search

Buchenwald camp a reminder of Nazi ‘barbarism,’ German president says

Marking 76th anniversary of concentration camp’s liberation, Frank-Walter Steinmeier says it stands for ‘racial fanaticism, torture, murder and elimination’

German President Frank-Walter Steinmeiner delivers a speech during an event in Weimar, Germany, April 11, 2021 commemorating the liberation of the Buchenwald and Mittelbau-Dora concentration camps. (Ronny Hartmann/Pool Photo via AP)
German President Frank-Walter Steinmeiner delivers a speech during an event in Weimar, Germany, April 11, 2021 commemorating the liberation of the Buchenwald and Mittelbau-Dora concentration camps. (Ronny Hartmann/Pool Photo via AP)

WEIMAR, Germany — Germany’s president on Sunday marked the 76th anniversary of the liberation of the Buchenwald concentration camp by reminding his compatriots of the inconceivable atrocities the Nazis committed there during the Third Reich.

“Communists and democrats, homosexuals and so-called asocials were incarcerated at Buchenwald. Jews, Sinti, and Roma were brought here and murdered,” President Frank-Walter Steinmeier said during a speech in the nearby German town of Weimar, 76 years to the day after US forces liberated the camp.

“With its diversity of victims’ groups, Buchenwald represents the entire barbarism of the Nazis, its aggressive nationalism to the outside, its dictatorship on the inside, and a racist way of thinking,” Steinmeier said. “Buchenwald stands for racial fanaticism, torture, murder and elimination.”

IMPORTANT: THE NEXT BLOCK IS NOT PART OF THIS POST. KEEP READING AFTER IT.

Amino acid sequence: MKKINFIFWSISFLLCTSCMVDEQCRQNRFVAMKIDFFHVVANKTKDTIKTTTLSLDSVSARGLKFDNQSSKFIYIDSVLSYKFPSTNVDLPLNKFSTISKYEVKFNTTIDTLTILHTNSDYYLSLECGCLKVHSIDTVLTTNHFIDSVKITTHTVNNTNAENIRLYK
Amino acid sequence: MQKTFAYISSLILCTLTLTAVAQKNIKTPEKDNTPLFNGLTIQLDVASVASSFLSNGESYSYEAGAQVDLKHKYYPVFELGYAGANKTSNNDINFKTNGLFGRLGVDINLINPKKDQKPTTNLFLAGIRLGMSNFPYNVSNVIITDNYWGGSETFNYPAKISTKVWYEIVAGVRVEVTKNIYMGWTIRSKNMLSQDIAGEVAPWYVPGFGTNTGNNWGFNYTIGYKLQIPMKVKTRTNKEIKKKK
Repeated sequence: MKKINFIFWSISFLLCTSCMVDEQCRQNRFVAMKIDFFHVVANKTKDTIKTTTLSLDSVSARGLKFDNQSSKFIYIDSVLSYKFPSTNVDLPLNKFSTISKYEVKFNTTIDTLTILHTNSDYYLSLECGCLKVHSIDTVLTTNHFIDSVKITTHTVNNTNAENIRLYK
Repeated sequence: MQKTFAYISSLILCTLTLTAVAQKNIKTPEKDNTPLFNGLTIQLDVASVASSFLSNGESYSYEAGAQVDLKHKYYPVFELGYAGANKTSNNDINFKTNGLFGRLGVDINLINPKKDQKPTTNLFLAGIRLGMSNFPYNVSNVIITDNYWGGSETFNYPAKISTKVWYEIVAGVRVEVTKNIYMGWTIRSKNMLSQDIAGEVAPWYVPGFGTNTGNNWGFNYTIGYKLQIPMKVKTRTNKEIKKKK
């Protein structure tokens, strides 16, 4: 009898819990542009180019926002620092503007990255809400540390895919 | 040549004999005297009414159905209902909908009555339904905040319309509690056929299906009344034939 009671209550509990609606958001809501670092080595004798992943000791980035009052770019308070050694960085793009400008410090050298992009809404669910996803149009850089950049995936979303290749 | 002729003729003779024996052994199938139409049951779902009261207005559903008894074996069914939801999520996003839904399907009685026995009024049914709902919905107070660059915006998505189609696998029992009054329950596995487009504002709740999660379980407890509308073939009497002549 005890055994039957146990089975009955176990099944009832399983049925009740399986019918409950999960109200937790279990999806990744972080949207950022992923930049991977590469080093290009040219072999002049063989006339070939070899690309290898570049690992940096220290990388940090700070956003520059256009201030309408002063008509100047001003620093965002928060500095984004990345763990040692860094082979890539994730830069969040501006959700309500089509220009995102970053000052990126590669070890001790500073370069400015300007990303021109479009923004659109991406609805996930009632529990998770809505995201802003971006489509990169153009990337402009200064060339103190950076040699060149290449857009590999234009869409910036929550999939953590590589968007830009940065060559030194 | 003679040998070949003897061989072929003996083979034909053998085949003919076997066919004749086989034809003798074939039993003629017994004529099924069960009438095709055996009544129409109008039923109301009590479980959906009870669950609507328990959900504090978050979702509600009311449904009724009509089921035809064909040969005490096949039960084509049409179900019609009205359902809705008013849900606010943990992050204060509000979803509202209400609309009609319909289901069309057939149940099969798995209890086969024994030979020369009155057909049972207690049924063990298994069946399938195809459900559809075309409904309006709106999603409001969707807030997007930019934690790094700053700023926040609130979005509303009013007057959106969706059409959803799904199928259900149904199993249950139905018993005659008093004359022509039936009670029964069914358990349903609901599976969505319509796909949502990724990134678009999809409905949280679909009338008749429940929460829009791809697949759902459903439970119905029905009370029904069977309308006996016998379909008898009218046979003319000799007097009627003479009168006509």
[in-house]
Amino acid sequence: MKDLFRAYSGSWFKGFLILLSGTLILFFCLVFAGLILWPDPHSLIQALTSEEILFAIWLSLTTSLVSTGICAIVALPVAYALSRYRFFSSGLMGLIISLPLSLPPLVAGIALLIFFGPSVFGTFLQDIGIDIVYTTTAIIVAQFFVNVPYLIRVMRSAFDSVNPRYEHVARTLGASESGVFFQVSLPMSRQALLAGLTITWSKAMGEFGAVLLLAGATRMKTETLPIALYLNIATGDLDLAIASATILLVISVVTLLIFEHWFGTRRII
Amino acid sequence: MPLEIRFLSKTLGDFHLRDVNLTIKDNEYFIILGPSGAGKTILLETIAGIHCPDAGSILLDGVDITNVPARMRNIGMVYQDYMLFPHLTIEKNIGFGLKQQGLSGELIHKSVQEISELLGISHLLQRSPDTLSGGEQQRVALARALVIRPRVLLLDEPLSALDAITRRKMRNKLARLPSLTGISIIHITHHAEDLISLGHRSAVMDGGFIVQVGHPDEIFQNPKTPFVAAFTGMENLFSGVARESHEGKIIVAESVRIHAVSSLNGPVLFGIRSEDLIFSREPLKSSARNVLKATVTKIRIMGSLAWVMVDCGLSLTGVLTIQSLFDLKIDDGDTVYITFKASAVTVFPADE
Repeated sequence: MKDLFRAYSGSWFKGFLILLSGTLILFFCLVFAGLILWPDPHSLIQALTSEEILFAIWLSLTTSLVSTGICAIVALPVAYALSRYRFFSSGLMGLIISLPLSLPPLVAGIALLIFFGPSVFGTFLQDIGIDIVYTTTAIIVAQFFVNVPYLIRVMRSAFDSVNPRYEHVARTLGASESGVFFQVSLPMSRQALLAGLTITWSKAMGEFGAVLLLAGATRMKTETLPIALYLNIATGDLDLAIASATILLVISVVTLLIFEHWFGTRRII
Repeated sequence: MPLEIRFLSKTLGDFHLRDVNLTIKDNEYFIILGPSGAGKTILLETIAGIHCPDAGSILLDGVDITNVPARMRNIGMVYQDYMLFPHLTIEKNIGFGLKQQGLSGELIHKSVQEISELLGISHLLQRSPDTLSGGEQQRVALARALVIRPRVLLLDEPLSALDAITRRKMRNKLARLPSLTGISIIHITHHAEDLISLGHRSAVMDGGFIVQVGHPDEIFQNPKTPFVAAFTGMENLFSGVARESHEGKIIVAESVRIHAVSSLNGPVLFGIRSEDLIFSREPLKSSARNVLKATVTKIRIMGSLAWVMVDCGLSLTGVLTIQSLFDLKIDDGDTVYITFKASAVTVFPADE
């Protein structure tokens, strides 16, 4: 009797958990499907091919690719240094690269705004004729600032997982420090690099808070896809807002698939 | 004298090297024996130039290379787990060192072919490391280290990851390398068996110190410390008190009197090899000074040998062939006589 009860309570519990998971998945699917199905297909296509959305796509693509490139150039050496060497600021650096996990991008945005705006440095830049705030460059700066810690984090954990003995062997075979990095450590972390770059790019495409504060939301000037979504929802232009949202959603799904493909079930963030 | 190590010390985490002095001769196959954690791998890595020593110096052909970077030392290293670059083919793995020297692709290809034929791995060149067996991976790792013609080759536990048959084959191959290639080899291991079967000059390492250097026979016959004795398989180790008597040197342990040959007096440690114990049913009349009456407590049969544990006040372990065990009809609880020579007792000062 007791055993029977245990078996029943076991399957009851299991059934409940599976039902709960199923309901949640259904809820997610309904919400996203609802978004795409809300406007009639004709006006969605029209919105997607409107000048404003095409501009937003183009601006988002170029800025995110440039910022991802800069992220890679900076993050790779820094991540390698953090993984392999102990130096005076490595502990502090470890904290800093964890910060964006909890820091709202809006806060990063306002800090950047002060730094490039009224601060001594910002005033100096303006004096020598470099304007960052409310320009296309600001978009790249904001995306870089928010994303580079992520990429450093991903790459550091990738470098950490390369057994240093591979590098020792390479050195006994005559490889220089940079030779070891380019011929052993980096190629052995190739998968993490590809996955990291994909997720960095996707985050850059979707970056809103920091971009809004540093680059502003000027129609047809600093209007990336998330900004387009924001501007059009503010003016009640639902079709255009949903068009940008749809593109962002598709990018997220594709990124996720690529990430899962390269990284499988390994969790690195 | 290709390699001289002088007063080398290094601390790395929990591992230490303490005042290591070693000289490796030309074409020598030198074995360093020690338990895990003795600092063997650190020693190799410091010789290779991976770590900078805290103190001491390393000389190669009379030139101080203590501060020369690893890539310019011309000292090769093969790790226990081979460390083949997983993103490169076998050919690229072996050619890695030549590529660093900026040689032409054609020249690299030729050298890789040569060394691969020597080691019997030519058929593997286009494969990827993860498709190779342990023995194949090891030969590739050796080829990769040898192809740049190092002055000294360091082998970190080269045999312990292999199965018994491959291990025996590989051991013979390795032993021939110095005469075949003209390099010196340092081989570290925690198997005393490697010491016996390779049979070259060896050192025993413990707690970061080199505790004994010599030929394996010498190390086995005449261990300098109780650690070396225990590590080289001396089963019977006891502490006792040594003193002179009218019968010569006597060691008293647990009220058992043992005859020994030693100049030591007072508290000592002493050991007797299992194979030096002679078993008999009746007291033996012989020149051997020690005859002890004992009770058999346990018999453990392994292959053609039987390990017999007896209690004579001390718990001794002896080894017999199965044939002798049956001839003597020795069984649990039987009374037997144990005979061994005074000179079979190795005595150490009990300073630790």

Holocaust survivors and their families were not allowed to gather for anniversary observances this year due to the coronavirus pandemic. Survivors from different parts of the world instead attended Sunday’s memorial ceremony online. Large-scale commemorations for last year’s 75th anniversary were put on hold due to social distancing requirements.

In this photograph taken in April 1945, survivors of the Buchenwald Nazi concentration camp sit on a latrine, after the liberation of the camp by Allied troops. (Eric Schwab/AFP)

The Buchenwald concentration camp was established in 1937. More than 56,000 of the 280,000 inmates held at Buchenwald and its satellite camps were killed by the Nazis or died as a result of hunger, illness or medical experiments before the camp’s liberation on April 11, 1945.

“It was a dictatorship, a Nazi leadership that was responsible for the cruelest crimes and the genocide,” Steinmeier said. “But it was human beings, Germans, who did this to other human beings.”

read more:
comments
Never miss breaking news on Israel
Get notifications to stay updated
You're subscribed